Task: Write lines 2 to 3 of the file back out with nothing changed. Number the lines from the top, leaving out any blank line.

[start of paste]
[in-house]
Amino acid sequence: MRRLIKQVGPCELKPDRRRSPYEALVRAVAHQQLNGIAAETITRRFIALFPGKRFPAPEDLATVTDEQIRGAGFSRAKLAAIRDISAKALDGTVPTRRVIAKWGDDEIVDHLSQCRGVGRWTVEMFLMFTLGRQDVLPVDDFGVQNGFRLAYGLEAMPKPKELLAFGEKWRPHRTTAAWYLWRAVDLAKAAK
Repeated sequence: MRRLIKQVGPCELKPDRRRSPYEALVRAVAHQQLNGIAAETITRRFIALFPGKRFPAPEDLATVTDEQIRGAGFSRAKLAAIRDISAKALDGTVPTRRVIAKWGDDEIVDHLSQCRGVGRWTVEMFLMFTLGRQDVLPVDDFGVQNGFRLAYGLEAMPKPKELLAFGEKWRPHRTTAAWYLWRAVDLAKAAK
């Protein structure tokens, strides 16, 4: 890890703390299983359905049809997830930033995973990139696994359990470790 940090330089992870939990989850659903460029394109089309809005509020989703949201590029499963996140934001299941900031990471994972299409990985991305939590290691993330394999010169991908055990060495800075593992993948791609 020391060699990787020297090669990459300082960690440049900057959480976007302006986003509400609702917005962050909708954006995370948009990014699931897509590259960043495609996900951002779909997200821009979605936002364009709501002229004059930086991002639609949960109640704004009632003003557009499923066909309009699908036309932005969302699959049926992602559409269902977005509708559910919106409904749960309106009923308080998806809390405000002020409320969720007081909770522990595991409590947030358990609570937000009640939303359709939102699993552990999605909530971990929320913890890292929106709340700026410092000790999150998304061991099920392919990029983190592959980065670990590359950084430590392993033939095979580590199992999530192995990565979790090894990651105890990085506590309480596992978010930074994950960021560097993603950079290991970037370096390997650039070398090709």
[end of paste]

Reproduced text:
Amino acid sequence: MRRLIKQVGPCELKPDRRRSPYEALVRAVAHQQLNGIAAETITRRFIALFPGKRFPAPEDLATVTDEQIRGAGFSRAKLAAIRDISAKALDGTVPTRRVIAKWGDDEIVDHLSQCRGVGRWTVEMFLMFTLGRQDVLPVDDFGVQNGFRLAYGLEAMPKPKELLAFGEKWRPHRTTAAWYLWRAVDLAKAAK
Repeated sequence: MRRLIKQVGPCELKPDRRRSPYEALVRAVAHQQLNGIAAETITRRFIALFPGKRFPAPEDLATVTDEQIRGAGFSRAKLAAIRDISAKALDGTVPTRRVIAKWGDDEIVDHLSQCRGVGRWTVEMFLMFTLGRQDVLPVDDFGVQNGFRLAYGLEAMPKPKELLAFGEKWRPHRTTAAWYLWRAVDLAKAAK